It didn’t take long for Noel Freidline to realize Columbia was hungry for jazz music. In the midst of its third full season, the CMA Jazz on Main series at the Columbia Museum of Art is entertaining sell-out crowds with its diverse programming and world-class performers.
Credit for the idea goes to Dr. Stephen Serbin of Family Medicine Centers of South Carolina, a supporter of the art museum. He’d seen pianist and vocalist Freidline perform at a jazz club in Hilton Head and approached Freidline about launching the series as artistic director.
Freidline, who lives in Charlotte, was already involved with a similar concept at the Bechtler Museum of Modern Art that had been incredibly successful, he explains. So he started CMA Jazz on Main with a short season and now has grown it to five concerts a year that are consistently selling out.
“Our goal is to present a diverse presentation of jazz with artists that are on a national and regional level,” Freidline says.
He saw how it worked in Charlotte, which hadn’t had a true jazz club in a decade, so when the jazz series started there, people were hungry for it, Freidline says. “We were surprised by the number of people who showed up and the response.”
It turns out the desire for good jazz music wasn’t unique to Charlotte. “Columbia audiences have been wonderful. They are very supportive, appreciative and open to our diversity in programs,” Freidline says. “Folks have taken a chance on us.”
Freidline – who also performs in the concerts – has truly expanded most people’s idea of a jazz concert. He’s booked diverse musicians and styles sometimes unfamiliar to most of the audience.
Recently, a show paid tribute to gypsy jazz, a style of jazz music attributed to guitarist Jean “Django” Reinhardt in the 1930s. With origins in France, it’s also sometimes referred to as gypsy swing. Freidline booked gypsy jazz musicians from Boone and Asheville, North Carolina. Before the concert, he asked the audience who was familiar with gypsy jazz. Only 20 percent of the crowd raised a hand. “The others trusted what we were doing,” Freidline says.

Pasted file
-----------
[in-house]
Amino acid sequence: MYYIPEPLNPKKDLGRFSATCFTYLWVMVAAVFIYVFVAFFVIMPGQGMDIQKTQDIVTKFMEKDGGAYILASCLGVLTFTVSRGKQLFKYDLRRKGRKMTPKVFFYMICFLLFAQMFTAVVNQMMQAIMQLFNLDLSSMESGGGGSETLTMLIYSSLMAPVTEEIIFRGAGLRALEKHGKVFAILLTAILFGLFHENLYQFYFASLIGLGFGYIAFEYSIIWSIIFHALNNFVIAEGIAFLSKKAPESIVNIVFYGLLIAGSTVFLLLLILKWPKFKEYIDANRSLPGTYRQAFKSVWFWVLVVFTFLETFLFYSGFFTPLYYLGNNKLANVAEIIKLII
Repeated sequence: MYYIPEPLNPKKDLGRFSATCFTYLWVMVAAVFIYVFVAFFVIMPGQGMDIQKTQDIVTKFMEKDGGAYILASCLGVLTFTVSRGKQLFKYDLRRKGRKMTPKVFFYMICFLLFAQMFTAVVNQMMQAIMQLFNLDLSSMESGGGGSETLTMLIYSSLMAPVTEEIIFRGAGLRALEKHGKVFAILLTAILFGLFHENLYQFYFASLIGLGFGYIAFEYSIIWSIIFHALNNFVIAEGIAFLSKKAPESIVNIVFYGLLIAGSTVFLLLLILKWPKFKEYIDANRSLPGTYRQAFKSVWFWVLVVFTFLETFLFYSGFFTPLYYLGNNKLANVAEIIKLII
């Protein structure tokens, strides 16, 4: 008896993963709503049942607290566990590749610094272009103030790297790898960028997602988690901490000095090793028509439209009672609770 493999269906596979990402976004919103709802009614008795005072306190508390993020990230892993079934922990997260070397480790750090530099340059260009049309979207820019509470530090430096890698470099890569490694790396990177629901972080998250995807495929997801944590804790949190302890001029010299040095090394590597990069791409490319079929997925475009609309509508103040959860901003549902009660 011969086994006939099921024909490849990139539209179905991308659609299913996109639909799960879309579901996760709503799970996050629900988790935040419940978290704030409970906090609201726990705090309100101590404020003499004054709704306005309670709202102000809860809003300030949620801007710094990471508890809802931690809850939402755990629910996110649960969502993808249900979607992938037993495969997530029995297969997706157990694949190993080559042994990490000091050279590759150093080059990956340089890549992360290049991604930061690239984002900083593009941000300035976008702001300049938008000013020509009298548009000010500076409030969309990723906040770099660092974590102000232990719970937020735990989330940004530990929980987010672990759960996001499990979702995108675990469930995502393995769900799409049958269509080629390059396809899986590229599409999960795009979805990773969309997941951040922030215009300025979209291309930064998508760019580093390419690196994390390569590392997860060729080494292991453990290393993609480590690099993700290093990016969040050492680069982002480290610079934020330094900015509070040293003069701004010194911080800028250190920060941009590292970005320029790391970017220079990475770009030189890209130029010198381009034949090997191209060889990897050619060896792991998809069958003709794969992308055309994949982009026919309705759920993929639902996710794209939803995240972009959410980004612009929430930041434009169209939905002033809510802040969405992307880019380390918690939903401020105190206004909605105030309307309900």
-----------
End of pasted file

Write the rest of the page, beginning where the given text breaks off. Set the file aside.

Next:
That same kind of diverse thinking will be on display in the final two concerts of this season’s CMA Jazz on Main.
On March 24, audiences will be treated to a tribute to the Modern Jazz Quartet, four jazz musicians known for their complex and iconic compositions and arrangements. Most of their work was never published and thus rarely heard outside their own performances. Over the course of several months, Freidline created a full program of the quartet’s music. The featured guest for the concert is Jon Metzger who plays the vibraphone (similar to the xylophone).
Then on May 12, concert-goers will likely see the harmonica in an entirely new way. Jazz harmonicist Frédéric Yonnet is regarded as one of the most talented and innovative harmonica players on the international music scene today.
A master of the harmonica, Yonnet has appeared on NPR and “The Tonight Show with Jimmy Fallon.” He has performed, toured and recorded with some of the heaviest hitters in the music business, including the legendary Stevie Wonder, Prince, award-winning songwriter David Foster, Ed Sheeran, Erykah Badu, India.Arie, Anthony Hamilton and John Legend, as well as the National Symphony Orchestra.
Freidline said Yonnet performed in Charlotte last year and received a standing ovation for 10 of his 11 songs. “It was unbelievable. He’s an amazing musician and a showman,” he says.
Introducing audiences to new and innovative music and art is the sole purpose behind CMA Jazz on Main.
“Great art and great entertainment – that’s our goal,” Freidline says. “We want to present jazz – not just the artistic side, but in an entertaining way. Jazz is an American art form influenced by the entire globe – it has a little bit of everything in it. Its willingness to embrace influences from any direction, that’s what makes it such a vibrant art form.”
To learn more about CMA Jazz on Main, visit ColumbiaMusueum.org.